Are you horrified by my chicken wing story? Or are you thinking – yeah, I’d probably do the same too if nobody was looking…or maybe even if people were looking? What things have you done alone lately that you might not have done if someone was looking?

 

And then there was the time an octopus asked for my help

Two smoking octopuses

I’m sure you’ve all been asked for help by a sea creature at some time or other; who hasn’t right? I’m not sure how you handled it when it happened to you, but I’m not pleased about how I handled it when it happened to me. It went like this…

Several years ago I was visiting a sea life centre. As I rounded a corner, I saw a tank shaped like a cylinder on its end. To give you an idea of size, roughly, if I hugged my arms around it, my hands would be about one foot shy of meeting. Standing around the tank were a few kids, laughing and knocking on the glass.

As they moved away, I approached. Slumped in the bottom, looking lifeless, was a large octopus. Do you know much about octopuses? They are considered to be the most intelligent invertebrate out there (interesting octopus fact no.1). I knelt down and looked into his eyes. Take it from me these were very sad eyes. A huge rush of sympathy surged through me; this poor creature was in a tank that wasn’t even big enough for it to extend its arms properly. The largest octopuses have a maximum arm span of 9m, and weigh up to 270kg (interesting octopus fact no.2), and furthermore there was nowhere for him to hide from the hoards of prying eyes, no plants, nothing. Octopuses have the ability to change their colour, pattern, and texture to match their surroundings in order to hide from predators (interesting octopus fact no.3), but even that skill wasn’t going to help him here. This is how they do it in the wild, please watch, it’s very cool:

The octopus felt my sympathy, I’m telling you he felt it. Octopuses have three hearts, did you know that? (interesting octopus fact no.4). He came to life, rose up from the bottom, locked eyes with me and waved his arms as best he could in that limited space. And we connected, I’ve never felt such a strong connection with an animal before. It was hypnotic, I felt overwhelmed by emotion. It was like I could feel his pain, and he was saying “Yes, yes, you understand my plight, please help me.” I moved around the tank a couple of times, and he moved with me, keeping his eyes locked with mine.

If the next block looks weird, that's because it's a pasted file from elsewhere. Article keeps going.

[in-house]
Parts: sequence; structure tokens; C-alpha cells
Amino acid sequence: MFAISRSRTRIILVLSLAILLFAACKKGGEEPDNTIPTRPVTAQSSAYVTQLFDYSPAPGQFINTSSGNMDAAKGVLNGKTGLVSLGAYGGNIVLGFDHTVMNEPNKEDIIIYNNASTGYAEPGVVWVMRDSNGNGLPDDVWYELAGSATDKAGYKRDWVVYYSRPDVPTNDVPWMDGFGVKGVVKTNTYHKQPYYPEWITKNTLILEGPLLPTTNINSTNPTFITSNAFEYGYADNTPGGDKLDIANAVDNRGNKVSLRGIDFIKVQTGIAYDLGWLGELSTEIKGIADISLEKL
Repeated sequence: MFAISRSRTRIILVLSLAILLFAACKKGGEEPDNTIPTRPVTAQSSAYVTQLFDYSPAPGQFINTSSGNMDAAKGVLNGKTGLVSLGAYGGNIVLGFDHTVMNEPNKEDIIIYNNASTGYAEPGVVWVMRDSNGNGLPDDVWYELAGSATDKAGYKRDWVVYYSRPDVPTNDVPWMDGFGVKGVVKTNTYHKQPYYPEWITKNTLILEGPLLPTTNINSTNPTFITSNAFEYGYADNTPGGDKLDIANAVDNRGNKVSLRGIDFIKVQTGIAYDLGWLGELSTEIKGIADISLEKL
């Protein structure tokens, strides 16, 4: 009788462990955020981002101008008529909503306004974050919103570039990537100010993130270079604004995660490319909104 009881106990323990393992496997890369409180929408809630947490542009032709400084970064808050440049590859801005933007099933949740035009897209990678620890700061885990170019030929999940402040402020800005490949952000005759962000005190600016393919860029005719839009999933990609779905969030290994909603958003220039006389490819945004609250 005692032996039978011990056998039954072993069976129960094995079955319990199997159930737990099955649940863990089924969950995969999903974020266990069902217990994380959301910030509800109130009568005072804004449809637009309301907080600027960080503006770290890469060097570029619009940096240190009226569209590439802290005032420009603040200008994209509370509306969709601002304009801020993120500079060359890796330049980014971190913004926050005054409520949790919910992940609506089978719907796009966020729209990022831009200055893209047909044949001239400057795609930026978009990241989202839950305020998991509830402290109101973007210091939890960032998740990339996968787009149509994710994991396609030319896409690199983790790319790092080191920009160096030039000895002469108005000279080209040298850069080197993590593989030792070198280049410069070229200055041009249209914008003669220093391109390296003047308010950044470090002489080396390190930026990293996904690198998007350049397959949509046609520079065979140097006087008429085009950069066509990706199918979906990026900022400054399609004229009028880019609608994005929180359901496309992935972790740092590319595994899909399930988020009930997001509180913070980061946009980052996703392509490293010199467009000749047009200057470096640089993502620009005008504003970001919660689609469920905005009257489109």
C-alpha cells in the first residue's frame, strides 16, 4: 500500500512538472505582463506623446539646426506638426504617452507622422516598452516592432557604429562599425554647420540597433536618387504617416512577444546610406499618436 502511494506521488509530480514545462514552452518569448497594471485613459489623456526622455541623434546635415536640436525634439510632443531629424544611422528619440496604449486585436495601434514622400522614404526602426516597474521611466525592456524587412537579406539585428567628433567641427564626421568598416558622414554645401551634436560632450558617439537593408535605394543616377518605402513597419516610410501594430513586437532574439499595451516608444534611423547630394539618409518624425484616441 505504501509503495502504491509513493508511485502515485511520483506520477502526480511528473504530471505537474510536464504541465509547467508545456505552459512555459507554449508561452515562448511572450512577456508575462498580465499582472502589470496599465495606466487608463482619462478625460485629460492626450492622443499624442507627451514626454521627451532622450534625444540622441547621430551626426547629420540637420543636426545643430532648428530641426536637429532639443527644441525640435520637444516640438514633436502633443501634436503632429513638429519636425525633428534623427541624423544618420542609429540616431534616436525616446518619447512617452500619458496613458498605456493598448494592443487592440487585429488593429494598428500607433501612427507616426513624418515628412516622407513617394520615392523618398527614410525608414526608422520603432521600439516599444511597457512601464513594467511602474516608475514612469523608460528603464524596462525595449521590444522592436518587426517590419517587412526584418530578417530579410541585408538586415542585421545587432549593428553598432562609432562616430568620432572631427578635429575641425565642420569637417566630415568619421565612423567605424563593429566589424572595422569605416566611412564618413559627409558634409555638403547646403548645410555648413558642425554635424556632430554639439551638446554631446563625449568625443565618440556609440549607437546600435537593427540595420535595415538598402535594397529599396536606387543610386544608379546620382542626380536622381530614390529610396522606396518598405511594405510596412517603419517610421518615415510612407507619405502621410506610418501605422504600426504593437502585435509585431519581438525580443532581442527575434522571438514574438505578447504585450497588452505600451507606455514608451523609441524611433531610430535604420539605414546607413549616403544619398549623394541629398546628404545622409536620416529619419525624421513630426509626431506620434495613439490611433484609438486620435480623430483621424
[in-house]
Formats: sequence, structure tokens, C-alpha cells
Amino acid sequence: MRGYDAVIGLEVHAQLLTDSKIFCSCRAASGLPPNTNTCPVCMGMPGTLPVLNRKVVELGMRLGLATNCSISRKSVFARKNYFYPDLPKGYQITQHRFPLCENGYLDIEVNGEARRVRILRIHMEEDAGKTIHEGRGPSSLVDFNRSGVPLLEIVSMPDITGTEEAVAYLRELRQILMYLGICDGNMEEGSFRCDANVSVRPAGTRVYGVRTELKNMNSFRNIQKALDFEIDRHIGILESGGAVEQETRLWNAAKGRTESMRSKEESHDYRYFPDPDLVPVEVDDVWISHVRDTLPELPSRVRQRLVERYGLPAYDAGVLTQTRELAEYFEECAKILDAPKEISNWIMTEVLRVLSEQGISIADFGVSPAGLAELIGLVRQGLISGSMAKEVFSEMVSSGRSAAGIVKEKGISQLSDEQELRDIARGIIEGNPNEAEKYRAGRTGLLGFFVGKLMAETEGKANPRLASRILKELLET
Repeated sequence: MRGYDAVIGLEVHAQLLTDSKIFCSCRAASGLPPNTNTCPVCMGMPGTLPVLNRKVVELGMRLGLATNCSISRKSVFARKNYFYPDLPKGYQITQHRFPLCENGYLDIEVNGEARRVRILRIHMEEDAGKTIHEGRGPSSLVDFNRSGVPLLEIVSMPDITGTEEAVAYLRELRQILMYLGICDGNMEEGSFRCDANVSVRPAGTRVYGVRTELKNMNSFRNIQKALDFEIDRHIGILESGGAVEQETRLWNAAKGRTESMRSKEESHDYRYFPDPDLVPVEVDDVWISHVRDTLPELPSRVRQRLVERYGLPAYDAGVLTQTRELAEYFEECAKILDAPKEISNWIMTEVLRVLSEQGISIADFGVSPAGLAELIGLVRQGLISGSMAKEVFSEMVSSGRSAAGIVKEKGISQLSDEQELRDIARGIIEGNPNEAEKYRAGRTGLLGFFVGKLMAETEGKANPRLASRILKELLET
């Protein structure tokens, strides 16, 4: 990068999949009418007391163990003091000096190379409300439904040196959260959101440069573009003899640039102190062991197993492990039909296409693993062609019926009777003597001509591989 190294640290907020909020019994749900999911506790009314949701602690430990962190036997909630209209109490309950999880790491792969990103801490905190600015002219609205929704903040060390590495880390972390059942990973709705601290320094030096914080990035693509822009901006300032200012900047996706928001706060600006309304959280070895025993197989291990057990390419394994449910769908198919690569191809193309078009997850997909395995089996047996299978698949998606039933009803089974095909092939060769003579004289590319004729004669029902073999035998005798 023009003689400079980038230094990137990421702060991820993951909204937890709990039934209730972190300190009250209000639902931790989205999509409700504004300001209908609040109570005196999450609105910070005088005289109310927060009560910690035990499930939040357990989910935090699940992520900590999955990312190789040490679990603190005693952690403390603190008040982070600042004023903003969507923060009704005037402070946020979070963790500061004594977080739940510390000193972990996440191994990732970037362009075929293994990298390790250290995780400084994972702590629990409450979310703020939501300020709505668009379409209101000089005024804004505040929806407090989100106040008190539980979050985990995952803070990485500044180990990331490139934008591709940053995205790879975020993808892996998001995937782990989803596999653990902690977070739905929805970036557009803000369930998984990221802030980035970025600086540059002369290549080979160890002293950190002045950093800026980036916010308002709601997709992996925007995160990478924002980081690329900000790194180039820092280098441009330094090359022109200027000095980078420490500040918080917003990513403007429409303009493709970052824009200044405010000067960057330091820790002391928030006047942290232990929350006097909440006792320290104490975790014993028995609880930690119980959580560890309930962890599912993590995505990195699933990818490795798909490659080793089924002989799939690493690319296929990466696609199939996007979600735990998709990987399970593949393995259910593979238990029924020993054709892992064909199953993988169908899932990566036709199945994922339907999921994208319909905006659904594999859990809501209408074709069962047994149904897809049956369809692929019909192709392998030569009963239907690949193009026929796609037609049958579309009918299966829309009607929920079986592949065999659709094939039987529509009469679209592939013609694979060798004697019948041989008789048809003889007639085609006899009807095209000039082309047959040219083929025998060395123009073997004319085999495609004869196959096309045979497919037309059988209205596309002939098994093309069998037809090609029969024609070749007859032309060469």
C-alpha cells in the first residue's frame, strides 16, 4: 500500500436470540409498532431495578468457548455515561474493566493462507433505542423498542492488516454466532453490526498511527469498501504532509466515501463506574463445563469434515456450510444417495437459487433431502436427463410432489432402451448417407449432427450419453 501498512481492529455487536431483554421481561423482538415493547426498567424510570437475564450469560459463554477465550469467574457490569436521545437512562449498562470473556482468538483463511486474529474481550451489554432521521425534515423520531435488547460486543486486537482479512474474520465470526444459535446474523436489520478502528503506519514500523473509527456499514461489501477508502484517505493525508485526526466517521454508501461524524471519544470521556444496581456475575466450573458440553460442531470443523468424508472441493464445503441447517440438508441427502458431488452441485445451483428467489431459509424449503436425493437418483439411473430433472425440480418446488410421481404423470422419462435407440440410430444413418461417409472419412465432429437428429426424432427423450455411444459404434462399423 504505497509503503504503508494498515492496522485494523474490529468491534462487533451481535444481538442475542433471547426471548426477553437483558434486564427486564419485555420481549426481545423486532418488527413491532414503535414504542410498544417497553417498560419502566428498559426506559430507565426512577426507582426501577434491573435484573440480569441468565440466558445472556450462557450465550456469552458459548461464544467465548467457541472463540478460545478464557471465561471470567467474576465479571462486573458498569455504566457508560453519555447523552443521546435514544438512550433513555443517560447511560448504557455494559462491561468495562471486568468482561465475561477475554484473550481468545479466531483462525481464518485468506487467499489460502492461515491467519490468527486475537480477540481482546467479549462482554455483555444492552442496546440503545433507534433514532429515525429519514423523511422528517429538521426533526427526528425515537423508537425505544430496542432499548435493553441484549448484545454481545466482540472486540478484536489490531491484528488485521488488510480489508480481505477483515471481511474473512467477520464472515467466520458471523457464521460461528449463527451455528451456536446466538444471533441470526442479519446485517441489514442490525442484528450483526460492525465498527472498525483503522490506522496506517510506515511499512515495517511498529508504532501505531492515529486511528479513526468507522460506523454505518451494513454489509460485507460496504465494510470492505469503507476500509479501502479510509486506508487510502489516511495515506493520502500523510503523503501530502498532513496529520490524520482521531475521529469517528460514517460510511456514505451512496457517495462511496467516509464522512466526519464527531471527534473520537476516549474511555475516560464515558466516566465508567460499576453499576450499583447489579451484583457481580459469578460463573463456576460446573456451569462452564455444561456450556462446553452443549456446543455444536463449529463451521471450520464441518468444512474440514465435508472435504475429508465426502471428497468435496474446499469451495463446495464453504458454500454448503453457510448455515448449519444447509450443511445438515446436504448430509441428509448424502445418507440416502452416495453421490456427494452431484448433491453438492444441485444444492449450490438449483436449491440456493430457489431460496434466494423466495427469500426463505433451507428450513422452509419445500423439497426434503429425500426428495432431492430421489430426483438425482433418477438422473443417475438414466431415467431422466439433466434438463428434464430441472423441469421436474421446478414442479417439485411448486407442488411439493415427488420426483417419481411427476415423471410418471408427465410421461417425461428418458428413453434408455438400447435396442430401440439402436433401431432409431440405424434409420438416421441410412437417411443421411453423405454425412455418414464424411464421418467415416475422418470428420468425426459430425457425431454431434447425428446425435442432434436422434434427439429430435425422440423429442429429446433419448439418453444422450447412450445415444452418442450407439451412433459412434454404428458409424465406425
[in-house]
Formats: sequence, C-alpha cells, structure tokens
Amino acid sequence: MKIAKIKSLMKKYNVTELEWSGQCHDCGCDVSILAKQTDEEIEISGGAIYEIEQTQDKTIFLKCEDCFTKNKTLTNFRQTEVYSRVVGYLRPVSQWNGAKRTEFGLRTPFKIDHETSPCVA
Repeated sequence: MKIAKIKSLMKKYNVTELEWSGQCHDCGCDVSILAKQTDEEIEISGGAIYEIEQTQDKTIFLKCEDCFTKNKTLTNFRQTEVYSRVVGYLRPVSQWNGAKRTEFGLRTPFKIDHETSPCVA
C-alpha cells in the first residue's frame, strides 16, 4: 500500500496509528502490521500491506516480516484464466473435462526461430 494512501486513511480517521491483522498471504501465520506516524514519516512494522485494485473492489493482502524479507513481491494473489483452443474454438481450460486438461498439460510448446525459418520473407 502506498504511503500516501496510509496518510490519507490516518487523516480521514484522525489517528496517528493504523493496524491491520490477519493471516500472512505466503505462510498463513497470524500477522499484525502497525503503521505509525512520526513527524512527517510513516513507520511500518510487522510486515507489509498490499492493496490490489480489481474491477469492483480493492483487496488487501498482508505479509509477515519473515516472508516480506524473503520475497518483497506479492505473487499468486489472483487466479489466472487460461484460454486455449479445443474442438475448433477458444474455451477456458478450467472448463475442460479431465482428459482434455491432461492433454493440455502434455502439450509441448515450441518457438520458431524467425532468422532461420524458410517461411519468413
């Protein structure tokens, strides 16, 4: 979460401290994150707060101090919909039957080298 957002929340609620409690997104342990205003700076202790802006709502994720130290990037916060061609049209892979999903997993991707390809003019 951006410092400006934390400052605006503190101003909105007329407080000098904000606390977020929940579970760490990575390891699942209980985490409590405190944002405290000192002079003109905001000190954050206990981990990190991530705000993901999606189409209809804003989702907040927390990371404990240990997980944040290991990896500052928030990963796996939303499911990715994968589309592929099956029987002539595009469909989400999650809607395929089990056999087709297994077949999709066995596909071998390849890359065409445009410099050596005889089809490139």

I wanted to help him, but what could I do? There was only one choice. Carefully, I lifted the top off the tank, reached in, and using all my strength I hoisted him out of the water. That was one heavy octopus I can tell you, and I ran, I ran out of the sea life centre and across the road to the sea and threw him in. Ok, no, I didn’t do that, but I played that scenario in my head as a possibility and clearly had to discount it. Although if I had done it, he might have been able to help me because octopuses are able to solve problems, such as opening jars to reach prey (interesting octopus fact no.5). Instead I grabbed a chain and padlock and chained myself to the tank and then shouted over and over that I would not be moved until this octopus was saved! Again, no, I didn’t do that either. Actually what I did was walk away.

I told myself I would do something about it. Coincidentally, as we left the sea life centre, there was a group of people outside with placards protesting about the conditions that some of the sea creatures were being kept in. Apparently they had been there when we went in, only I hadn’t noticed them then. I recounted my observations to them and signed their petition, and told myself that I had indeed done something about helping my octopus friend. But deep down I knew it was a cop-out. I’d signed my name on a piece of paper. Big deal. Basically I didn’t do anything. And I still feel bad about it.

Octopuses live for one to two years in the wild (interesting octopus fact no.6), so I’m guessing it’s too late for me to help that guy. I’m very sorry I didn’t do more to help you little fella. And while we’re at it, I’m sorry if I’ve ever eaten any of your relatives in a paella.

I can’t help him, but maybe I can do something to help octopuses in general. I could adopt an octopus or I maybe I could help save the Pacific Northwest tree octopus. But I think the most important thing I can do is learn from it, and the transferable lesson I take forward is….

Signing your name on a bit of paper doesn’t cut it, when an octopus asks for your help.

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photo credit: Atomic Mutant Flea Circus via photopin cc

The time I secretly shared a box of chocolates with a mouse

Elephant and mouse sharing